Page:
Signs of Abundance Tour – The information on this page compliments that which appears on the sign that has recently been erected on Goose Spit. To go to the map of all the signs in this series click here.

A Dynamic Landscape

Spit Formation

A spit or sandspit is a deposition landform in the formation of a bar or beach which forms when longshore drift reaches a point where the direction of the shore inland re-enters or changes direction more than 30 degrees, such as at the mouth of the K`ómoks Estuary. At this point the longshore current dissipates and can no longer carry the full load. Thus the sediment is dropped or deposited. As longshore drift continues the amount of sediment deposited increases and a sandspit is formed. This process will continue until the water pressure (such as a river) becomes too strong and does not allow sand to deposit. The length and height of the spit is dependent on the strength of wave driven current, the wave angle, and the height of incoming waves. A spit has two important features: (1) the proximal end (or head) is attached to the land and may form a barrier between the sea and estuary, and (2) the distal end (down-drift end or tail) may become long and curved due to the influence of varying wave direction.

Goose spit was formed and is maintained with sand coming from the Willemar Bluffs. It comes to an end where the water pressure from the Courtenay River carries the sand away from the area. Goose Spit protects Comox Harbour and much of the K’ómoks Estuary.

Information from www.geocaching.com.

Longshore Drift

Longshore drift, also known as longshore transport or littoral drift, is the movement of sediments (clay, silt, sand and shingle) when waves meet a coastline at an angle and then backwash perpendicular to the shore, thus moving sediment in a zigzag pattern through the water alongside the beach.  Therefore, longshore drift is dependent on the strength and direction of prevailing winds, which drive the force and direction of the waves, and the degree of backwash, which erodes the shoreline and moves sediment down the beach due to gravity.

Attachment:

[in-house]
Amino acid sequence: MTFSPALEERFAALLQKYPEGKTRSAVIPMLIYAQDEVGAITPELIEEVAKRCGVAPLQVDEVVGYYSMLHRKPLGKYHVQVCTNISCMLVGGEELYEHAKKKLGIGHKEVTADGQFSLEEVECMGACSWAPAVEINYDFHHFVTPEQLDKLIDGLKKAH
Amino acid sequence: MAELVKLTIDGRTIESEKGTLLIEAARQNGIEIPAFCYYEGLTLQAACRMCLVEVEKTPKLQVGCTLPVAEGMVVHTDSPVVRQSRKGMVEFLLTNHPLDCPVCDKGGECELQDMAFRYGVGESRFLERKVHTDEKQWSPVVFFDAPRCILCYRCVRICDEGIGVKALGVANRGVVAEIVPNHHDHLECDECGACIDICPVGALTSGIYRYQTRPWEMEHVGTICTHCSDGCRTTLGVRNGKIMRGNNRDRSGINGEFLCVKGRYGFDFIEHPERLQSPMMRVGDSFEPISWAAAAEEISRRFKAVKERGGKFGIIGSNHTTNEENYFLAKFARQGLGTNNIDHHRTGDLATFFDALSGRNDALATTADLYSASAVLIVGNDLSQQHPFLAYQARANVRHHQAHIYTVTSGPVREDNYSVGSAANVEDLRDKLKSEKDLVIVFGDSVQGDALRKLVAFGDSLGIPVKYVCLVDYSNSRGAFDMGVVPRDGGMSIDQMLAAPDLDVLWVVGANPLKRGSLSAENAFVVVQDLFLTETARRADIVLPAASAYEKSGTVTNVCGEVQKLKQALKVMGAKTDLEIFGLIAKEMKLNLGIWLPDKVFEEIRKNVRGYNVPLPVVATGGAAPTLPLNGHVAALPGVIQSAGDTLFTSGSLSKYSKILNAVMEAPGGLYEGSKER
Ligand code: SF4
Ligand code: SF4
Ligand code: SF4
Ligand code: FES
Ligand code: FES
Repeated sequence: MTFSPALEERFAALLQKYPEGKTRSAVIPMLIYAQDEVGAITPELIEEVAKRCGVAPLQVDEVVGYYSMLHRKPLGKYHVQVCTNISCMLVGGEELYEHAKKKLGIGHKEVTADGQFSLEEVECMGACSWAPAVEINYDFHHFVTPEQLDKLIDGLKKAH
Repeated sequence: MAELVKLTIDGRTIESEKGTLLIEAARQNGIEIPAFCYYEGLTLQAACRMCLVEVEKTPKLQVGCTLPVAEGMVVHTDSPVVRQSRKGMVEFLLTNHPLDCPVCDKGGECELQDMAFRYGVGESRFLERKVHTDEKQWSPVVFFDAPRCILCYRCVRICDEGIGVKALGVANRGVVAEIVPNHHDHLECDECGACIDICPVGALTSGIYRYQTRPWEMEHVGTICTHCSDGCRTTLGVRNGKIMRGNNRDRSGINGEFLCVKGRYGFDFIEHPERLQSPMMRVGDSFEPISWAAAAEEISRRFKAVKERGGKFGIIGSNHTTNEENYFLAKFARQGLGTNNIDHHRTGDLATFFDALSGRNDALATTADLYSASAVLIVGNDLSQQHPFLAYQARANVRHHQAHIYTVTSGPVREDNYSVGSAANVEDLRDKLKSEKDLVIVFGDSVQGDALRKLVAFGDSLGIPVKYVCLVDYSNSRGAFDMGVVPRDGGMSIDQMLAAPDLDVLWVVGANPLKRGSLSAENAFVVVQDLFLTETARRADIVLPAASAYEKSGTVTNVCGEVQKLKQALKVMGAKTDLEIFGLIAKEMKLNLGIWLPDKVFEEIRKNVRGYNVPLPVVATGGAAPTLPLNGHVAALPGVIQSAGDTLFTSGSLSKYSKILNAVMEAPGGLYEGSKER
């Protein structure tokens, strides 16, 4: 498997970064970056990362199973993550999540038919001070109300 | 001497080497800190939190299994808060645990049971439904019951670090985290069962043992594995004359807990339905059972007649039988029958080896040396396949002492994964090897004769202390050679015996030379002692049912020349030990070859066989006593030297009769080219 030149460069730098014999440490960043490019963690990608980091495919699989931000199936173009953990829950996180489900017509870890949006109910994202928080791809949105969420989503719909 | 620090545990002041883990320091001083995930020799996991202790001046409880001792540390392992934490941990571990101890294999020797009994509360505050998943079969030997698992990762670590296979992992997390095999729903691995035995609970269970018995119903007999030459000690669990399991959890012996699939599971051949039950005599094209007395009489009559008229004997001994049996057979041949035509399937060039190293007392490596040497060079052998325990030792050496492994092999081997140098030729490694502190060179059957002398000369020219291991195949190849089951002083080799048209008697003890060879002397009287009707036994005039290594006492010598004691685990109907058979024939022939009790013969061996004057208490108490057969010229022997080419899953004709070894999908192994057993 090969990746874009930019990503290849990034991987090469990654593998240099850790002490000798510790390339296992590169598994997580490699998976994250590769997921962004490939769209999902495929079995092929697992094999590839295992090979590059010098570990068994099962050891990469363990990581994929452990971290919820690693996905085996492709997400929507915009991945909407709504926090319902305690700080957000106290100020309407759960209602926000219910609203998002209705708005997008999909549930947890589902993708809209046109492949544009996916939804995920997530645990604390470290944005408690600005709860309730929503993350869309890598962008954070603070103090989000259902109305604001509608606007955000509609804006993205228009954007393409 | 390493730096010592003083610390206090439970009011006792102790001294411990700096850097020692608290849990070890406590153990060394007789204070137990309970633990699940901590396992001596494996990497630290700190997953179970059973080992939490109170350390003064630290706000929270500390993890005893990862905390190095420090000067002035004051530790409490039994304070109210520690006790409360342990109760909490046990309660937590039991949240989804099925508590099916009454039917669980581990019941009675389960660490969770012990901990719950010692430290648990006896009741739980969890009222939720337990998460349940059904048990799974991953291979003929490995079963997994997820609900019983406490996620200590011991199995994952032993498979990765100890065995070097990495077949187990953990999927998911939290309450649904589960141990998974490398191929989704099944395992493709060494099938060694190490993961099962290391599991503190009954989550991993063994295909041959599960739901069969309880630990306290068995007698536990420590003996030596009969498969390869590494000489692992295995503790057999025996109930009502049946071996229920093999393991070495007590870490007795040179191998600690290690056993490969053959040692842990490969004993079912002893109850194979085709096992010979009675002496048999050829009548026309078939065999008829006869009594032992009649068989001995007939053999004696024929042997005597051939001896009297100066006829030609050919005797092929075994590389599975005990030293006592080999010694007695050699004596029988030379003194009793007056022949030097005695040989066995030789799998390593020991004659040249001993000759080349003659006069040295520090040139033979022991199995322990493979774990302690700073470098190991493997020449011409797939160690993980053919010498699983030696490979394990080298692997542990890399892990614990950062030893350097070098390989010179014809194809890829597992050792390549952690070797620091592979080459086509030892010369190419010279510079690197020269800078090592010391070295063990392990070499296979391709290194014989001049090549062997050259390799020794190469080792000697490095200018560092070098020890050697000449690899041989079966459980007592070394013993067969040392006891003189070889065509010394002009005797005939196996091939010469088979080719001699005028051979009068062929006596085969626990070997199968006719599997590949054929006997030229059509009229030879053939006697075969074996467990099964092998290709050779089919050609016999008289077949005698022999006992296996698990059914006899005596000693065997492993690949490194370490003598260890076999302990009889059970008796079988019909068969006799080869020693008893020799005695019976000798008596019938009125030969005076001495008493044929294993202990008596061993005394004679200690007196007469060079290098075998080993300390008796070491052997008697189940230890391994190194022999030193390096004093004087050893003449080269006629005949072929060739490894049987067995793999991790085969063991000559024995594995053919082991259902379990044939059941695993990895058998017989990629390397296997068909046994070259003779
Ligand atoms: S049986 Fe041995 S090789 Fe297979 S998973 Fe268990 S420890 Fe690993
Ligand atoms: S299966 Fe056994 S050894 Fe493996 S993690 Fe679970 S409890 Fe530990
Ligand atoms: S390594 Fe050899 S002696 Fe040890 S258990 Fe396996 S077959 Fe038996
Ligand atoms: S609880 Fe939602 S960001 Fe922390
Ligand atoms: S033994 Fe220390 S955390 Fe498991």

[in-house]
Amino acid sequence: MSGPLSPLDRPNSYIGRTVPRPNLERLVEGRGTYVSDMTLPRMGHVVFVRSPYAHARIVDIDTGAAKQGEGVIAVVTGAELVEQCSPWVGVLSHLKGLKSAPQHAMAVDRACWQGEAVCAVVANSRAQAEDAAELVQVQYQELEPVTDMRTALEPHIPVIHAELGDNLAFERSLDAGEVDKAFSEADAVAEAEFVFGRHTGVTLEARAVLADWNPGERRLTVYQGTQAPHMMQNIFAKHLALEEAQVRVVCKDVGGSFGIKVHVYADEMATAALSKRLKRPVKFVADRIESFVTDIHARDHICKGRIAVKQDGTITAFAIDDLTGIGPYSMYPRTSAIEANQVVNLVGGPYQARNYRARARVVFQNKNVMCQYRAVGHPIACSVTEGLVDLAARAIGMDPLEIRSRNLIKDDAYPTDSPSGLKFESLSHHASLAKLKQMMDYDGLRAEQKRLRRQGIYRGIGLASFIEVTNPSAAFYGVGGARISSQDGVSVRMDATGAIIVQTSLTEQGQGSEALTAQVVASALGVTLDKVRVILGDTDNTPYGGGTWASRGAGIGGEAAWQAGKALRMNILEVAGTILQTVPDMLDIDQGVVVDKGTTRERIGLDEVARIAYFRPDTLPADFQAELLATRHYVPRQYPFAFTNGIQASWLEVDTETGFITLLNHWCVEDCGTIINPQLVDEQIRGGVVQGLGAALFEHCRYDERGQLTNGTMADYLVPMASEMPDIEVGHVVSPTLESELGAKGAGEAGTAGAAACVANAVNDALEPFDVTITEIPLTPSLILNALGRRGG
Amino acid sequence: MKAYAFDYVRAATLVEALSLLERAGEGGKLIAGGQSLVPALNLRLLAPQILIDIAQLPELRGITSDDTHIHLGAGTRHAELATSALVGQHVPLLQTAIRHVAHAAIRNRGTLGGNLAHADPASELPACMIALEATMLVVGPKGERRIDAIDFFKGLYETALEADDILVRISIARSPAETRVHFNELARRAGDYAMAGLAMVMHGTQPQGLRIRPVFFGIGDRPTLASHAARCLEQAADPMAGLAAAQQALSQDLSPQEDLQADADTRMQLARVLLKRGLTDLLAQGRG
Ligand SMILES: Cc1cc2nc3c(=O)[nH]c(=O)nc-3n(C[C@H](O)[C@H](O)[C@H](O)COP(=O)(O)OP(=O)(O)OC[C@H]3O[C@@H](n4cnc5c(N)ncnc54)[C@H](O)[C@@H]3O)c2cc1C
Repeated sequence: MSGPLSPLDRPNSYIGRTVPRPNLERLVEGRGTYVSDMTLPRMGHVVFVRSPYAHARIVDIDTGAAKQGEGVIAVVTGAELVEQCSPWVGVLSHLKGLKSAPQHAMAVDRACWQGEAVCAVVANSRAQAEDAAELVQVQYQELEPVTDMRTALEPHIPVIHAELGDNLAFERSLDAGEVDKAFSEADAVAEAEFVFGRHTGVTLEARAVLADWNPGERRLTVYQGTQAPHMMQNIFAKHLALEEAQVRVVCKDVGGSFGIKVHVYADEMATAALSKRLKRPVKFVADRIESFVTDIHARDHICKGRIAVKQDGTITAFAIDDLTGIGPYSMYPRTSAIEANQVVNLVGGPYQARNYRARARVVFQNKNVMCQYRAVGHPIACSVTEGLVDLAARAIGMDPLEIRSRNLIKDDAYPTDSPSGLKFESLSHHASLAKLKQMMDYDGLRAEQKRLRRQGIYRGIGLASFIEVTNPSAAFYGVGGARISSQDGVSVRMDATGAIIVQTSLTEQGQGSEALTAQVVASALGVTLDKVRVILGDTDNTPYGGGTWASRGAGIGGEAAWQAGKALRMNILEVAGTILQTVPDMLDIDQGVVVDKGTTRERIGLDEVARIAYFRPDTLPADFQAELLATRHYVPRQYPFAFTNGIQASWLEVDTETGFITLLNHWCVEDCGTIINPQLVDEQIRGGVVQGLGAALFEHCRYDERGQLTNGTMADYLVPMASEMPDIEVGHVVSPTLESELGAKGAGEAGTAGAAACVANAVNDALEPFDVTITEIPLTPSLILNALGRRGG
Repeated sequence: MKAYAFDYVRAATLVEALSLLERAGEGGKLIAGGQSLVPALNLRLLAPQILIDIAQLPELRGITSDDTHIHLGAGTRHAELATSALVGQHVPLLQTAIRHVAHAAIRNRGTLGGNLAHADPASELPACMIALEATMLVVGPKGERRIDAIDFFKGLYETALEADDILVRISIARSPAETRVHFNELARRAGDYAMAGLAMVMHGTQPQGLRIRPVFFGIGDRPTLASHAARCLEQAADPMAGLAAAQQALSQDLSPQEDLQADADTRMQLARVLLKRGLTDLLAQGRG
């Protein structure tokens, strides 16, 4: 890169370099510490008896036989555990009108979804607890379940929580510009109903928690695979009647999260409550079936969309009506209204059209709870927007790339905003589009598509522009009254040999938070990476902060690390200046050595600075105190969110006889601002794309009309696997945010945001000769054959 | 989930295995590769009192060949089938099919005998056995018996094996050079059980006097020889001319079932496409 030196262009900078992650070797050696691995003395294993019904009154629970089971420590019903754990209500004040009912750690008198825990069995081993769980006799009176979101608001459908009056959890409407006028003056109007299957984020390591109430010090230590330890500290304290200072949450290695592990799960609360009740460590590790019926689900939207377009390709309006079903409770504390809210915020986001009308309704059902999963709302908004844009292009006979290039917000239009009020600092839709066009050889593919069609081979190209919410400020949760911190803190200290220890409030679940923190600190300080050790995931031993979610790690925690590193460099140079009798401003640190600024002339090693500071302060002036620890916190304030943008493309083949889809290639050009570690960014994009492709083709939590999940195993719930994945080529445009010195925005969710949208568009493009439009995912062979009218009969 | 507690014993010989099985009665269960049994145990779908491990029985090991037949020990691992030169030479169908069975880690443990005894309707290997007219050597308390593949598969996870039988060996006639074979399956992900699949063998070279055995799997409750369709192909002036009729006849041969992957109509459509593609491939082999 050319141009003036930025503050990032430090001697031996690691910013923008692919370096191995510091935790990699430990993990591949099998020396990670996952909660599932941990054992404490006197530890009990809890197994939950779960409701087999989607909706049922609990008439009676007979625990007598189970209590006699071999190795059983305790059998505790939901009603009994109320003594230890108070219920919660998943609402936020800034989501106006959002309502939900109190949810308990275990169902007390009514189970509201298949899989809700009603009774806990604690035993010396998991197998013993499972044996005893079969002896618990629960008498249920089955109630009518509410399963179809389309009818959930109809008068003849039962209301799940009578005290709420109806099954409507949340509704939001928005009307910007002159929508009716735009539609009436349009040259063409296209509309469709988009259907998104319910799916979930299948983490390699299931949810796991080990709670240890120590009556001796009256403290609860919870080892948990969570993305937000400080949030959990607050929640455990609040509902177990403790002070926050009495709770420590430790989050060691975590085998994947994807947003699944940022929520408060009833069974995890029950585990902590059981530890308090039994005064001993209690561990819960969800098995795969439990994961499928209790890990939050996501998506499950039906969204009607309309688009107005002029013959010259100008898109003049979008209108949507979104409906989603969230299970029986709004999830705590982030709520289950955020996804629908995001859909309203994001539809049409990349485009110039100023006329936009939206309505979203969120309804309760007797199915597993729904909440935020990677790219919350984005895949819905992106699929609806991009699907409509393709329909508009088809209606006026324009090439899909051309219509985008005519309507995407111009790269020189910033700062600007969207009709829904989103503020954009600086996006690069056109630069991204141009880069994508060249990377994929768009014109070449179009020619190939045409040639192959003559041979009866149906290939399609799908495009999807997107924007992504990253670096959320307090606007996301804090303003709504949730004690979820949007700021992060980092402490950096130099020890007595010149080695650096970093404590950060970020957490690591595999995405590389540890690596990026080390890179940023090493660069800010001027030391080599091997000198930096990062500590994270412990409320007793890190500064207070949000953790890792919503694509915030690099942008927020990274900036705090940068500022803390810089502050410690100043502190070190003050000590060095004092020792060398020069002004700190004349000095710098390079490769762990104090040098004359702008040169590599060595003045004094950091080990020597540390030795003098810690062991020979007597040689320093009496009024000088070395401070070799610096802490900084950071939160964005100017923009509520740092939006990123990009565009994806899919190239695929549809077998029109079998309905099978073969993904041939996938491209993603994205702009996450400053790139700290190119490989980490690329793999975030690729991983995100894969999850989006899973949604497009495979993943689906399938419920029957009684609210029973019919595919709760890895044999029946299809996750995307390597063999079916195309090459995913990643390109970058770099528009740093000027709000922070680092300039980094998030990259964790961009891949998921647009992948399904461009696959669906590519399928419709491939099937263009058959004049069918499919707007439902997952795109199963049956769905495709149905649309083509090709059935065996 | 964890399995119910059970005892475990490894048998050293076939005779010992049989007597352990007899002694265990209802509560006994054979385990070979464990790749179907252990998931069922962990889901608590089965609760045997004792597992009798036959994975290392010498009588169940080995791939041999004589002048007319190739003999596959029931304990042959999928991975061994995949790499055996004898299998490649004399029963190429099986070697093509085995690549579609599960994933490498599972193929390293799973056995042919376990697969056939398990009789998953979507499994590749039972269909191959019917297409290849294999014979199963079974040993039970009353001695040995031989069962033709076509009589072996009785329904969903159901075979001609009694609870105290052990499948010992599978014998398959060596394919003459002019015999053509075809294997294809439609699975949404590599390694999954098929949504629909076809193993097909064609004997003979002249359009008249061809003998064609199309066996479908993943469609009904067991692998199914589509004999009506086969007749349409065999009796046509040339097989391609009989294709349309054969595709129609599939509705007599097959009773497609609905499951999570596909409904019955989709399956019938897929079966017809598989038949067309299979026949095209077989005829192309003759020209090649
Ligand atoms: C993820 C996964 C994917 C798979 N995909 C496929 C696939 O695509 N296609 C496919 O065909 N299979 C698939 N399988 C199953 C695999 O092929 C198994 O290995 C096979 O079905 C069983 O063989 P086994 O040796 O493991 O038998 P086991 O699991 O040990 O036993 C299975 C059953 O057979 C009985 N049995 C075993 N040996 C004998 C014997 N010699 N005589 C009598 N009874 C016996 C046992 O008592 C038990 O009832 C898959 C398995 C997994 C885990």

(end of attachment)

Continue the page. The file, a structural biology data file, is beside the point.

Sometimes people build walls such as groyns to try and slow down longshore drift. The sand and gravel just ends up piled along the groyn and the beach or landform on the other side of the groyns are deprived of the sand they used to receive. These beaches and landforms, such as spits, will shrink and could disappear over time degrading and reducing important habitat for marine life.

Importance of Beach Habitat

Sandy beaches, such as Goose Spit and those along the Willemar Bluff area, provide foraging and nursery habitat for fish, birds and other wildlife, wave buffering, sediment storage and transport, dynamic response to sea level rise, nutrient mineralization and recycling, water filtration, breakdown of organic materials and pollutants, maintenance of biodiversity and genetic resources as well as human recreation and tourism opportunities.

Only recently has it been known that sandy beaches provide nursery habitat for an important group of fish know as forage fish. Forage fish are small fish that travel in schools such as sand lance and herring. They are food for most other marine species and make up a considerable portion of a whale or salmon’s diet. Some of these fish lay there eggs directly on sandy beaches and are particular about the size of sand or pebbles on the beaches they can use. In 2010, Project Watershed teamed up with Ramona De Graaf of the Bamfield Marine Station and confirmed that Goose Spit is forage fish nursery habitat.

Benefits of Beach Restoration

For more information about local First Nation history visit the K’ómoks First Nation website.

What can I do to help?

Volunteer

We are often looking for extra hands to help with stewardship projects – from planting to invasive removal to education.  To volunteer fill out our volunteer form we will contact you with dates and times our activities occur.

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Photographers

David Ingram

David Ingram

Eiko Jones

Eiko Jones

Rick Ward

Rick Ward

Drone operator
Camille Storch

Camille Storch